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What we learned from Celtics-Cavs

BOSTON -- One by one members of the Celtics came to the podium after Sunday's game and exhaled a long sigh of relief.

"We needed this game," said Kevin Garnett.

"We had to get this win," said coach Doc Rivers.

The Celtics weren't ready to celebrate their 117-113 win over Cleveland, and for good reason. Because while Boston will chalk this one up in the win column, it was hardly an impressive performance against a Cavaliers team that easily erased a 22-point deficit to nearly steal a victory.

Here are five things we learned on Sunday:

1. If Boston is going to make one more run in the playoffs, it needs to shore up its defense.

Cleveland's coaching staff -- which was without Mike Brown after he was ejected in the third quarter -- wasn't drawing up complicated sets during the team's second-half comeback. The Cavaliers entire playbook for the final 24 minutes was essentially 'LeBron, go to the rim and make something happen.' Boston though, had no answer as Paul Pierce, Ray Allen and Tony Allen took turns getting bullied by James. James is the reigning and soon-to-be MVP, so that's not a criticism. But the Celtics needed to find a way to get the ball out of his hands in the second half and couldn't do it, allowing James to dump 32 points on them over the final two quarters. For the game, the Cavs shot 51.3 percent, the third straight opponent to shoot 50-plus percent against Boston.

2. This was the Ray Allen Boston needs to see.

Two days after putting up one of his worst games of the season (a six-foul, five-points-in-16-minute clunker against Houston), Allen submitted one of his finest, scoring 33 points in 42 brilliant minutes. No one needed a breakout game more than Allen, who had only seven points (on 2-for-9 shooting) in Wednesday's loss to San Antonio. Allen's ability to make shots is, obviously, a key component to Boston's success. When Allen is stretching the floor like he did Sunday, it opens up the low post for Kevin Garnett (19 points) and creates wider lanes for Paul Pierce (16).

"We had a long talk yesterday about not dancing with the ball but attacking with the ball," said Rivers. "He was terrific. I like what he's doing. Catch, shoot. Catch, attack."

3. Boston won a championship two years ago. Sometimes, they don't act like it.

"Boston talks more [expletive] than any team in the league," was the text message from an NBA scout that came in shortly after the final buzzer. Hard to argue that today. It seemed everywhere you looked Sunday, a Celtic was talking. Rasheed Wallace picked up a technical foul in the third and RajonRondo was hit with one during the fourth. With the Celtics clinging to a four-point lead late in the fourth quarter, Tony Allen started yapping at James and charged toward him during a break (note to Allen: when a guy has 42 points, many on you, shut up). The referees quickly broke it up but they would have been justified hitting Allen with a costly tech. Rivers has been begging his team for years to play with composure in the fourth quarter and the Celtics looked devoid of it.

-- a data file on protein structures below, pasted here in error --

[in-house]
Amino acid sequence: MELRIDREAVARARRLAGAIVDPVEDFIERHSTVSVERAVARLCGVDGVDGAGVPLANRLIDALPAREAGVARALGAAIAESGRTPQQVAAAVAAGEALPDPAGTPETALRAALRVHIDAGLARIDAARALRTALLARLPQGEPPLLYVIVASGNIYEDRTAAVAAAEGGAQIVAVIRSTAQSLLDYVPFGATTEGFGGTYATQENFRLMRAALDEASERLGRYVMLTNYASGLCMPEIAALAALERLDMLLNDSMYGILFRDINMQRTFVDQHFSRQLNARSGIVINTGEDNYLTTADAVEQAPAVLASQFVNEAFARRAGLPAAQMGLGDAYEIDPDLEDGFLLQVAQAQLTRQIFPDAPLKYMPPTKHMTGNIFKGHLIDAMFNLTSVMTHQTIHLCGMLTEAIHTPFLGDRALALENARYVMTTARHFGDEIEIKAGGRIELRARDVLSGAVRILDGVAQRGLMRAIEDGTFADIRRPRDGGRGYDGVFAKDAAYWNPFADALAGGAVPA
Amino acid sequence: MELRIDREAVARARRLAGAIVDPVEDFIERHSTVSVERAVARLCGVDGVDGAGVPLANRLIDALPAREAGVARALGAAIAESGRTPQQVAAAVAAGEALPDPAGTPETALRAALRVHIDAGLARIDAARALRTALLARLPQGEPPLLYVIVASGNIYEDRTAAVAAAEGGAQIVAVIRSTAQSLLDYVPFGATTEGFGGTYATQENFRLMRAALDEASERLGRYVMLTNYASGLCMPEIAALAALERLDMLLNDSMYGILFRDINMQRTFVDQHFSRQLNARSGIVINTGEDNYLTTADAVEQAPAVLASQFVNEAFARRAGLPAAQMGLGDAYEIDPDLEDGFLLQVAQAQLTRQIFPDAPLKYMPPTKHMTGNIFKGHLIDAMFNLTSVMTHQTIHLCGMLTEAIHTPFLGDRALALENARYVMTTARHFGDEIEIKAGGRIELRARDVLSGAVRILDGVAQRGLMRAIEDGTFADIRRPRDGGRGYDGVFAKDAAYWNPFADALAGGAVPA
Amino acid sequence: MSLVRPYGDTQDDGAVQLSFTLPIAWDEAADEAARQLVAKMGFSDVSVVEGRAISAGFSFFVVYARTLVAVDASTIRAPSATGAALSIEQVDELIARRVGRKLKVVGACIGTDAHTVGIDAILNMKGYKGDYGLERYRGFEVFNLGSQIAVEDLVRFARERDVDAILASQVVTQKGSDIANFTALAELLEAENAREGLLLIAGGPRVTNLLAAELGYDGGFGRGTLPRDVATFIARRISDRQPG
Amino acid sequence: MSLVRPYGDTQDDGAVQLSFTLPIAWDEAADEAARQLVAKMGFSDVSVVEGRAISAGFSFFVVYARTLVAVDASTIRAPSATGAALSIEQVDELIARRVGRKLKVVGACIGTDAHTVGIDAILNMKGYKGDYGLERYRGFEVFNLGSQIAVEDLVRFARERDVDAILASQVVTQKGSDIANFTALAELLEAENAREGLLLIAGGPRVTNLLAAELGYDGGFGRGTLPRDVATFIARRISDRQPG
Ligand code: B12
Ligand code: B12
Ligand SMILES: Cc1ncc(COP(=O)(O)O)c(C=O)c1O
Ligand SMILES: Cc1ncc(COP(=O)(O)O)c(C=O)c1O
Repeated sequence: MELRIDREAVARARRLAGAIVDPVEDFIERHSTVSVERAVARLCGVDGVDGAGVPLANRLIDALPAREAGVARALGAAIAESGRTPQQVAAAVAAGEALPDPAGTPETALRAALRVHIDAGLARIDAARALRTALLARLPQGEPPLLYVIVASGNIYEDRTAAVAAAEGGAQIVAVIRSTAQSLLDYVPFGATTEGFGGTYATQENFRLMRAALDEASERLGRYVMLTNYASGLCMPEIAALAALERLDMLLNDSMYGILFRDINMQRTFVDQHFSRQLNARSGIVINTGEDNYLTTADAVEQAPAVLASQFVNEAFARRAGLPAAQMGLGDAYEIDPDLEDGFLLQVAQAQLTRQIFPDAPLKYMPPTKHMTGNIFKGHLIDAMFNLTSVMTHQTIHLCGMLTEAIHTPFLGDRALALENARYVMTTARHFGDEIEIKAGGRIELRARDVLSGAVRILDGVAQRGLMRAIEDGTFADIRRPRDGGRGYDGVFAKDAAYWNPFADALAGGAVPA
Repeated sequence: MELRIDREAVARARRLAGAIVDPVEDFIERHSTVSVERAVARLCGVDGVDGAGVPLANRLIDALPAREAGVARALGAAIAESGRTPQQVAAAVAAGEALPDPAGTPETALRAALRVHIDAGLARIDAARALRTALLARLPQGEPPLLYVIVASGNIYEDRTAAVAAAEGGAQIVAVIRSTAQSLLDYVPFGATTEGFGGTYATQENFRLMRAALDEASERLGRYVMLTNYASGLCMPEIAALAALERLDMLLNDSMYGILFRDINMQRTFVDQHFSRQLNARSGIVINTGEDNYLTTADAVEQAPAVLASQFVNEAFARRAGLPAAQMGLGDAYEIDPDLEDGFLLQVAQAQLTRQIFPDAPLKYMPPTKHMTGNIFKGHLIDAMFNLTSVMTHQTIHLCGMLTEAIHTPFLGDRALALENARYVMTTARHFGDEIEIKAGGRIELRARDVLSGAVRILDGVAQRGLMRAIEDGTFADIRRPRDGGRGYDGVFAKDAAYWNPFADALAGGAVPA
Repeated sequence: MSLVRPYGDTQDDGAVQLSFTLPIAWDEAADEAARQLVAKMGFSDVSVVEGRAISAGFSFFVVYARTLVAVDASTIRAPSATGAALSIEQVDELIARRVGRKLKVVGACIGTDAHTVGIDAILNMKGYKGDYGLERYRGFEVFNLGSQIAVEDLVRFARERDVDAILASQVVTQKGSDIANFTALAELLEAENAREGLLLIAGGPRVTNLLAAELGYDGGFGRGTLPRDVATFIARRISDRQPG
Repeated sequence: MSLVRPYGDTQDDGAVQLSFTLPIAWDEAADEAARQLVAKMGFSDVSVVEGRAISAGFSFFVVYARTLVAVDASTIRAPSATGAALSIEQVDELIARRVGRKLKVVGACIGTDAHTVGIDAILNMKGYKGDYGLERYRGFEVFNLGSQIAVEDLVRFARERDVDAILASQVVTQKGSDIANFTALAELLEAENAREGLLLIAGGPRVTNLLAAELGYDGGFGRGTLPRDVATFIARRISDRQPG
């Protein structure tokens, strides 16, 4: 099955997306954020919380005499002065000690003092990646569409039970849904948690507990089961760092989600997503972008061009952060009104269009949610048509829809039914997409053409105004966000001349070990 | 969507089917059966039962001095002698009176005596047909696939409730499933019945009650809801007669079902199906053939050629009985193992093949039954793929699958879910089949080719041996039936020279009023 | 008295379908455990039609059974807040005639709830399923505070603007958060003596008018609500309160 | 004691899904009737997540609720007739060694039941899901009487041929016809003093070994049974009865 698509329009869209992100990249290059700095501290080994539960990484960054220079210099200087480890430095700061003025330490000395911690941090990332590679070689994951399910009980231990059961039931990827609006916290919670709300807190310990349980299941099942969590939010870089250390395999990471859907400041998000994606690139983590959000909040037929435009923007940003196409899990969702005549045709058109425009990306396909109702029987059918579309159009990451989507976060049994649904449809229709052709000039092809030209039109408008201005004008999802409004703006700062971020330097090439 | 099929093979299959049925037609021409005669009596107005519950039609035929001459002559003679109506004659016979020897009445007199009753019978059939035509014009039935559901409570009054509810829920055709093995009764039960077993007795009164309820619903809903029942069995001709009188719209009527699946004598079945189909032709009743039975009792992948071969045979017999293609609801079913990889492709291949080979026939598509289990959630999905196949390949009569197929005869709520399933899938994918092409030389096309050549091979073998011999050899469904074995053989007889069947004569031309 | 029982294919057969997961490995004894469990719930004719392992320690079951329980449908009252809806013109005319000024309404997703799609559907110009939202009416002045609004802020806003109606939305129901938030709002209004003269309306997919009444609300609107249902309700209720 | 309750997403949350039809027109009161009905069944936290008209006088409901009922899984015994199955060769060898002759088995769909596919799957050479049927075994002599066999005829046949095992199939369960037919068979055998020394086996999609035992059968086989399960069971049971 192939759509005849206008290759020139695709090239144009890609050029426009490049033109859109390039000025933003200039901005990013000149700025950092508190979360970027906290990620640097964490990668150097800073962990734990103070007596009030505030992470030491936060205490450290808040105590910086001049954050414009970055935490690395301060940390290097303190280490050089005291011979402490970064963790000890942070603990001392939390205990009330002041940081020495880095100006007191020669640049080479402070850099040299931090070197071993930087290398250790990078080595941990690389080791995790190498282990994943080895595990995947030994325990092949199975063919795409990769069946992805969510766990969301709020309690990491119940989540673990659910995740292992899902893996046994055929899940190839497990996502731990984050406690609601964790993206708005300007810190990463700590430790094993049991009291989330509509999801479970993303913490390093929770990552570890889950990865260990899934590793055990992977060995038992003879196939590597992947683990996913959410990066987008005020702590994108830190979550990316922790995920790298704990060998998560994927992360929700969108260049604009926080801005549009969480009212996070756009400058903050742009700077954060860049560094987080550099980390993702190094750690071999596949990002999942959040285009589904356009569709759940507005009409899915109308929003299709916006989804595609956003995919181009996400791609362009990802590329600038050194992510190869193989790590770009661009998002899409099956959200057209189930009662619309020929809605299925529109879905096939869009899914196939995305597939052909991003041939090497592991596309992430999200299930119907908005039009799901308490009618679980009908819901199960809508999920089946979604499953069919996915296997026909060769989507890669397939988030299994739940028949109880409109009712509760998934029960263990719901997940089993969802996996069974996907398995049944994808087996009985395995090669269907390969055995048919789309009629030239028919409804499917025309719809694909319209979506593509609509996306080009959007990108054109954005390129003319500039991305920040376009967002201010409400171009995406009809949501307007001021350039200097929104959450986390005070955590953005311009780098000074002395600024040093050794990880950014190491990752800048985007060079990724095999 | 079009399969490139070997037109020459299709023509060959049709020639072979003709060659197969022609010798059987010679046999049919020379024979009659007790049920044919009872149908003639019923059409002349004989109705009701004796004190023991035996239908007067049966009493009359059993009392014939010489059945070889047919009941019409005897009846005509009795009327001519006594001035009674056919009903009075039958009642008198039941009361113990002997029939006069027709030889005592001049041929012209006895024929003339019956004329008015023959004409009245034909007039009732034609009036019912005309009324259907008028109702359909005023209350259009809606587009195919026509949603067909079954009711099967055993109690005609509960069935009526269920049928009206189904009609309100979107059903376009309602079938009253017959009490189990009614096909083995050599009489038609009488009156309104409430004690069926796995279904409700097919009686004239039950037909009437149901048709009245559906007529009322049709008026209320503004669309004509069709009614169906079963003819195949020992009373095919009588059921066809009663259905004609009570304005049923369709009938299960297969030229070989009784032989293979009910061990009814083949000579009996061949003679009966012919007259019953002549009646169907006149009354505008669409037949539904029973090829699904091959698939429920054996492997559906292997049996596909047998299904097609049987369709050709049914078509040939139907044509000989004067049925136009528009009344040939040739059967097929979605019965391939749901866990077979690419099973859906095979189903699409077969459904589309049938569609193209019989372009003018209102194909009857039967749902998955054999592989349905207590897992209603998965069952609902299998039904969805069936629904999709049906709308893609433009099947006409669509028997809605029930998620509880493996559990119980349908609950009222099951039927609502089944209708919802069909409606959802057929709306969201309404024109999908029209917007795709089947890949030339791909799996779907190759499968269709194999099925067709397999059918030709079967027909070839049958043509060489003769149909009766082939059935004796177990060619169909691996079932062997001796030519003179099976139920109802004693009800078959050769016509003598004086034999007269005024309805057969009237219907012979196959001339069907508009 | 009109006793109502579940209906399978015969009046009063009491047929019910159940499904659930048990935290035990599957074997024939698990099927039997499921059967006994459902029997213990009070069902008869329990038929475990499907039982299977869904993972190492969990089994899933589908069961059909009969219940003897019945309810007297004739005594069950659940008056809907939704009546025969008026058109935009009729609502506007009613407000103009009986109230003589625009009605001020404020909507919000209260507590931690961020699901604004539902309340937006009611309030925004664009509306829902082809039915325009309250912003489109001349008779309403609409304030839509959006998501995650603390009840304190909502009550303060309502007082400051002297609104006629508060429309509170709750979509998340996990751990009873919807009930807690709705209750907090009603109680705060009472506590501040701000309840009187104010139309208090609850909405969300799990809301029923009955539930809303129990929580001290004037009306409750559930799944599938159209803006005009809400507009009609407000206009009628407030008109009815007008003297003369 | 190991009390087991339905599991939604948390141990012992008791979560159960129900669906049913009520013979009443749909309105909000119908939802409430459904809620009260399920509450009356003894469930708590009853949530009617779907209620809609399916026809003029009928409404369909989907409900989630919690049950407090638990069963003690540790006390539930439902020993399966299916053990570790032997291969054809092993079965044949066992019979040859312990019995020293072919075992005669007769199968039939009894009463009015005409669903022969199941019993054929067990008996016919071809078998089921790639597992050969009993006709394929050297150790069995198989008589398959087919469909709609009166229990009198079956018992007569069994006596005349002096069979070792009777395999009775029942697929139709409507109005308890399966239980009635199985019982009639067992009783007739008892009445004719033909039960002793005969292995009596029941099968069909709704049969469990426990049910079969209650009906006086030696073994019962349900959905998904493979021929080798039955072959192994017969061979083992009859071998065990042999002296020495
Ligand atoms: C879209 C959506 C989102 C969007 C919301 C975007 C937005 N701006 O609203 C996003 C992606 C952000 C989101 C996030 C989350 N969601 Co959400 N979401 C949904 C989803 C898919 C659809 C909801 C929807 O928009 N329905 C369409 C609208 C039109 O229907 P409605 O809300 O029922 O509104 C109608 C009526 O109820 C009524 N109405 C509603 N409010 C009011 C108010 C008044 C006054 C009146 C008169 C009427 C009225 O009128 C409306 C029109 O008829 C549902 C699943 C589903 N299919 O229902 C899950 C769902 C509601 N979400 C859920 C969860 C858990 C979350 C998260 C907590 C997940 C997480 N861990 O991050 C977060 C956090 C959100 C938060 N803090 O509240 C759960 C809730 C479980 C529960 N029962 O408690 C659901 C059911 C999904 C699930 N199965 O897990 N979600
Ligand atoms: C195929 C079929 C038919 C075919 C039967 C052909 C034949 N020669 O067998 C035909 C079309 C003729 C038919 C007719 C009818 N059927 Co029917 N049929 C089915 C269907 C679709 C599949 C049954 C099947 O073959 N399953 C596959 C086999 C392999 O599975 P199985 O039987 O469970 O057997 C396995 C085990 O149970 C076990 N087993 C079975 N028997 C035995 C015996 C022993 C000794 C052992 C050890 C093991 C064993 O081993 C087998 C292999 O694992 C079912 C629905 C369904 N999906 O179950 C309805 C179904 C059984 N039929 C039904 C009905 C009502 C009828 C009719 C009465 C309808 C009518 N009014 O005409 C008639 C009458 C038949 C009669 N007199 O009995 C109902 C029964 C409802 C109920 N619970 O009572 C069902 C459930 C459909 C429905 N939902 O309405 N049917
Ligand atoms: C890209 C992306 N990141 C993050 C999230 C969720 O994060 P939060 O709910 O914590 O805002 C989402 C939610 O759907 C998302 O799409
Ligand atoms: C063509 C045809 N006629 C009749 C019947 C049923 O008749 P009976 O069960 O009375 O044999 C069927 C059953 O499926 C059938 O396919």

"It's something we have to learn from," said Pierce. "There are going to be a lot of tight games in the playoffs. I mean, [if] we are going to get technicals and riled up, let's do it early in the game than late. But, even then, if it comes down to one- or two-point games, that could be the difference.

4. The Celtics can't keep losing the battle of the boards.

Boston is the second-worst rebounding team in the league this season and were once again beaten on the glass (42-38, including 22-17 in the second half) by a Cavaliers team playing without Anderson Varejao and Shaquille O'Neal. The über-active Antawn Jamison (ten rebounds) and J.J. Hickson (11) led the charge as they outworked Boston's stationary bigs. Saying Boston has rebounding problems isn't a revelation but, with a host of hyperactive big men looming in the playoffs (Al Horford, Josh Smith, Dwight Howard, among others), the Celtics have to find a way to be more competitive on the glass.

5. LeBron James has started a war of words ... with Jerry Colangelo.

Before the game, James reacted to comments Colangelo, the chairman of USA Basketball, made to Yahoo! Sports, telling the Web site there would be "no free passes" for players who skipped the 2010 world championships without a legitimate reason. Colangelo went on to say that any player who didn't travel to Turkey jeopardize their spot in the 2012 Olympics.

"There's a lot that goes on with being a professional athlete other than just basketball," James said. "I think everyone in the USA knows what type of commitment these guys have made, including myself, since 2003. I'm not trying to bash Jerry or anything like that because he's a good guy and I respect him. I don't respect [what he said] because of the commitment we've all given to the USA."

James isn't the first player to express reservations about competing in Turkey this summer, but he has the highest profile. Both sides have valid arguments: Colangelo wants to make sure the U.S. doesn't slip back to mediocrity on the world stage and James wants some semblance of a life after playing ten months of basketball. It will be interesting to see how Colangelo responds if James, Dwyane Wade and Chris Bosh all bow out this summer and, as expected, announce their desire to play in the '12 Olympics.

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